I feel well within my field of experience to write on the topic of revolution because many years ago I called myself a revolutionary. As part of a youthful cohort of the 1960s anti-war demonstrations I and my fellow demonstrators were all revolutionaries, a name which may have been adopted, not from the struggle, but from the popular Beatles record that alluded to Revolution.
The fact is revolutions give rise to the same power relations that the Capitalist Revolution gave rise to in the first place, the roots of which were sown in the eighteenth century Enlightenment. The internal logic of capitalism is deeply rooted in modernity and its ideology and the related problems are not just current they are historical.
The trend today, is peaceful protest modelled on the activism of Gandhi and Martin Luther King. The demonstrations however, rarely end in peace. Gandhi’s demonstrations led to the massacre of 400 innocent Indians by the British who sought revenge for the insurgent sit-ins. Martin Luther King, had a vision, but it did not calculate the violence carried out against demonstrating black Americans, which escalated and continues to escalate, rather than being curtailed. Brave leaders are often beguiled by the moments of elation, which seem to far outweigh the human costs. There is a price to pay for protest and while some say these costs are needed for progress, I believe there is a better way.
I am not against peaceful protest we have a democratic right to do so. However, if protesters break the law then they are dismantling the very legal system they need to make the specified changes. When I trained in passive resistance many years ago, we were taught not to provoke the authorities. When asked to move on we moved on. Of course, people came back the next day and the day after, so on and so forth, but civil obedience and the law actually remained in-tact. It was called middle class radicalism, because it made a point without tampering with foundations of the socio-judicial system. Certainly, today those same foundations need to be changed, and they do slowly evolve, but they will not be altered with violent rebellion, on the contrary they are likely to be strengthened by the constant need to justify judicial authority.
I have attended recent protests as an observer and what I have noticed is an increase in violence on both sides. Protesters aim for peace, but when they refuse to move, it allows the police to use reasonable force to shift them. Here is where the violence begins and it ends with numerous people being arrested. There is no sense to this, it simply works in favour of giving the authorities more weapons and more power to use against protesters. Further, while most protest groups aim to cover the cost of court appearances and fines, this also reduces the resources of the campaigners. Many a protest group has been undermined by having resources diminished this way, while others who may have secured government funding, under the democratic principle of having a voice, generally lose it.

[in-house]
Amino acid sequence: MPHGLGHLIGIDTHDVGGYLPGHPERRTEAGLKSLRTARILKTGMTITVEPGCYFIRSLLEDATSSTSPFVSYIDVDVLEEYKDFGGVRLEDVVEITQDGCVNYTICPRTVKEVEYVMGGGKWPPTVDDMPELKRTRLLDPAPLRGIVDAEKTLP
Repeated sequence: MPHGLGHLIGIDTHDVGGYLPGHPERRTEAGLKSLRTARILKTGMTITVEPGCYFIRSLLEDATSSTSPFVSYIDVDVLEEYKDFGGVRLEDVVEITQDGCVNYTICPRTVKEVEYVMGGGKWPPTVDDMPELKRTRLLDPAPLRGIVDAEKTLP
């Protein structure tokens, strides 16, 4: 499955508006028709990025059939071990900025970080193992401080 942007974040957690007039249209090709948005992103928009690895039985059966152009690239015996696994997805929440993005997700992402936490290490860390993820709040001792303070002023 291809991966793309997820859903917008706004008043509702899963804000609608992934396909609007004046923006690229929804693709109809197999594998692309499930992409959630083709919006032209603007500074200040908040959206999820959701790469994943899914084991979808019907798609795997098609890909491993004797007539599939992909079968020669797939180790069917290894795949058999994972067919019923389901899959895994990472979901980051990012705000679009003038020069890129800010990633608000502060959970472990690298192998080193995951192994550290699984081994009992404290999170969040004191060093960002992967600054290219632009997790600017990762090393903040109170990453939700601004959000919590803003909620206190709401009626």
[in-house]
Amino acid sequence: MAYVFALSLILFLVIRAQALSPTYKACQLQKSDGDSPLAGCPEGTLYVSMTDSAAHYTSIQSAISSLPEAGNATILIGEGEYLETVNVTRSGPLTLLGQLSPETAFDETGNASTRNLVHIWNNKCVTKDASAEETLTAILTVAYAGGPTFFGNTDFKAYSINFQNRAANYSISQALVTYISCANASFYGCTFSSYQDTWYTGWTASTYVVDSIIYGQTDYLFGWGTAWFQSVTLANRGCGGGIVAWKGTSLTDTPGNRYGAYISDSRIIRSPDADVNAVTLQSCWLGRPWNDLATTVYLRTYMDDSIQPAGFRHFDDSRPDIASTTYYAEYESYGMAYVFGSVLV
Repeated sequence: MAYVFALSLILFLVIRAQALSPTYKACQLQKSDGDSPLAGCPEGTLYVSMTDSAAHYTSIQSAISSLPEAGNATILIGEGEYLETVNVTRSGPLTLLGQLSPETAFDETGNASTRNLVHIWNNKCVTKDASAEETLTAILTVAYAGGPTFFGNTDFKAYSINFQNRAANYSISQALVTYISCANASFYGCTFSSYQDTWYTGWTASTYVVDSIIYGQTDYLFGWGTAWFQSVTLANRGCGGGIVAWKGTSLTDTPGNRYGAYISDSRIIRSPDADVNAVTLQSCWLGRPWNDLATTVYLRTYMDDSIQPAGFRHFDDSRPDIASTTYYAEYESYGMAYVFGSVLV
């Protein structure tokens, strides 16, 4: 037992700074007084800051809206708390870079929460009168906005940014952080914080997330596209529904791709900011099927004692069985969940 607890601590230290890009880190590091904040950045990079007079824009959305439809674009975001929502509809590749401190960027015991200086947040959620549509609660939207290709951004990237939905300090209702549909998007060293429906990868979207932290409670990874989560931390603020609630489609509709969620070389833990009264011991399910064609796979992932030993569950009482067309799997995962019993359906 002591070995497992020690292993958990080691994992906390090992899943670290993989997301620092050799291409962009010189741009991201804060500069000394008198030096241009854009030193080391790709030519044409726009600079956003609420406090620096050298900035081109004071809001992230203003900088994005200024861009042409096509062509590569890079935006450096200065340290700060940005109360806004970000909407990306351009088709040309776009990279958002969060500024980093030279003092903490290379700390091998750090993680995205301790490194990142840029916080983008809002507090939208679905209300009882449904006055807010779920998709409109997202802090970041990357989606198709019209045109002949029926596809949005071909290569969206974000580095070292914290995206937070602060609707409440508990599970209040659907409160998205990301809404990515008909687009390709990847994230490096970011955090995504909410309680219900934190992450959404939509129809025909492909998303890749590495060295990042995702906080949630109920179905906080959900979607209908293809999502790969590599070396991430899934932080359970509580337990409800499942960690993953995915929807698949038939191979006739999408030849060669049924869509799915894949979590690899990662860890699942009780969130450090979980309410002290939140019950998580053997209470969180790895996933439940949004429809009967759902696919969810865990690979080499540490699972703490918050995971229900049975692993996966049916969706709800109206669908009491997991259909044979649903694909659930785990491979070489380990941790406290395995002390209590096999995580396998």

As a long-time peace activist, I abhor violence in any form. Violence is not civilized and cannot be passed off as such. We have mechanisms for reform, they might be tedious, but there is a better chance of long-term change via the rule of law than from ongoing civil disruption of society.
The campaigners for civil disobedience today are generally focused on Climate Change. My question here is this, how many campaigners actually work to reduce their carbon footprint when the focus groups are not around? I would guess many do change their lifestyle and many more do not. Similarly, research has shown that many people join protests for the connection not the cause. This is not to say that protesters cannot glean knowledge from other protesters. Nonetheless, ongoing commitment is a hard road to follow.
We live in a mass consumer culture and Climate Change is as much a cultural problem as it is a consumer one. Changing an embedded culture takes time. We have little time to make the changes needed and I accept the limits of truly passive action. It would appear we have two choices. Either, we take responsibility for our own consumption and ethics in relation to the world’s environmental dilemmas or we wait for the entire system to collapse. A positive result requires commitment from everyone at home and abroad. Small steps like recycling plastics can go a long way if everyone participates and there are many more positive ways to help. The mass movement has its place, but we all need to take individual responsibility. Moreover, times are not going to be easy and we need to help others as well. People matter, we should not be putting them at further risk.